Franklin County agreed to merge its Nursing Home with Alice Hyde Medical Center's and pay $10 million to get out from under the annual financial burden.

The merger means the hospital will build a $35 million skilled-nursing facility with 135 beds and 30 assisted-living spaces.

That will replace the 80-bed Franklin County Nursing Home and the hospital's own 75-bed nursing home.

The planning, design and construction phases could take as long as three years.


The county will pay the hospital $1 million a year for 10 years as its part of the financing.

At a meeting Thursday, Legislators took turns explaining why they would vote in favor of the merger.

Paul Maroun (R-Tupper Lake) said the county could have sold out to an out-of-state business and lost all local control. But merging with Alice Hyde ensures that decisions will be made by a Board of Directors made up of friends and neighbors.

In addition, operating a nursing home is "not in our mission," he said.

Maroun said the decision is based on what's needed in the 21st century, which is assisted-living space, an option not available before now in Franklin County.


Legislator Billy Jones (D-Chateaugay) said it is "unsettling" that the public might have the perception that legislators don't care about the elderly residents and their concerns.

He said the new facility will have a professional staff, financial stability and state-of-the-art equipment and care for all who live there.


Legislator Sue Robideau (R-Brushton) said she attended a meeting of the Neighborhood Watch group at Franklin County Nursing Home, where she heard their concerns and reassured the residents that all the services and programs they enjoy will be offered at the new site.

"They said, 'We like the staff we have,' and they see themselves as one big, happy family. They do a lot of things together, and their families are invited."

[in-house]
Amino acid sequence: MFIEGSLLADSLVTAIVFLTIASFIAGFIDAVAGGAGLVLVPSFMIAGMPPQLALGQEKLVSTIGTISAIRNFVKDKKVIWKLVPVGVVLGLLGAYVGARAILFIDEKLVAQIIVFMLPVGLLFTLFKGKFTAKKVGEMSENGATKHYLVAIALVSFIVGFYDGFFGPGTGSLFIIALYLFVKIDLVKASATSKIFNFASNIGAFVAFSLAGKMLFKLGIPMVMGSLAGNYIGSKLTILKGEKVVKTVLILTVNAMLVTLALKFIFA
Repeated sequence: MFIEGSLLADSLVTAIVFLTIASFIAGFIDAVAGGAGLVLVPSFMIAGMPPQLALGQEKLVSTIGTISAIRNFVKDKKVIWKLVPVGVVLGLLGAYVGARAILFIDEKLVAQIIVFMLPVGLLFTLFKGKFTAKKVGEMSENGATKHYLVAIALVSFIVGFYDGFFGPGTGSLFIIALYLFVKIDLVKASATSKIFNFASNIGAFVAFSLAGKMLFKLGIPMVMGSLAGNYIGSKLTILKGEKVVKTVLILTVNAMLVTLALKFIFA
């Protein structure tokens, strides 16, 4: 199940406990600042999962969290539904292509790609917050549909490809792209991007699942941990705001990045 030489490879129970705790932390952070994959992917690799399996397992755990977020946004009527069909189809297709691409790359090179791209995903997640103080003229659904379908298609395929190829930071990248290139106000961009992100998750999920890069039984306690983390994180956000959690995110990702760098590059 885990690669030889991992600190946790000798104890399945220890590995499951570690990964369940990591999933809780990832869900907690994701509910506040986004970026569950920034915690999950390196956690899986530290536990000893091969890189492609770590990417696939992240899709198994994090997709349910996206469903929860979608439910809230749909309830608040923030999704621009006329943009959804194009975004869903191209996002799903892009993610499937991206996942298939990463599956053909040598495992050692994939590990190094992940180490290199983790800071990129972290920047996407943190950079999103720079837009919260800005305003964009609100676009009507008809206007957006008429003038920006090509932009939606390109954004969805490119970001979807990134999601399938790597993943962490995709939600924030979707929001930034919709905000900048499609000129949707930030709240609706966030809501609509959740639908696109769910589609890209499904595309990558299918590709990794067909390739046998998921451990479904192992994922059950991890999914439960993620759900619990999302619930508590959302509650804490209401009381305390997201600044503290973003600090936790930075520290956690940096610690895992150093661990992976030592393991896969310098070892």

She told them they would not be losing anything because their friends and family would come with them to the new nursing home.


The comments came two weeks after legislators heard from concerned residents during a public hearing.

The County Legislature vowed to answer the questions raised at the hearing before they voted Thursday, releasing copies of three letters to be mailed out to the people who raised them.

The answers were supplied by County Attorney Jonathan Miller and approved by legislators.

The letters say that all money will be borrowed and financed through Alice Hyde, and it will be the hospital that pays for the facility if anticipated state and federal money does not come through.

The county said the size of the building could be enlarged "based on the needs of that facility and future financing available," but Alice Hyde officials would make that decision.


There is no agreement that requires Alice Hyde to hire county employees at the new site.

Also, participation in the State Retirement System depends on whether an employee transfers to a place that participates in it.

Legislators said it is up to Nursing Home Administrator Mary Palmer to keep residents, families and staff informed about issues of concern and that people were welcome to attend county meetings to learn more.

Email Denise A. Raymo at:

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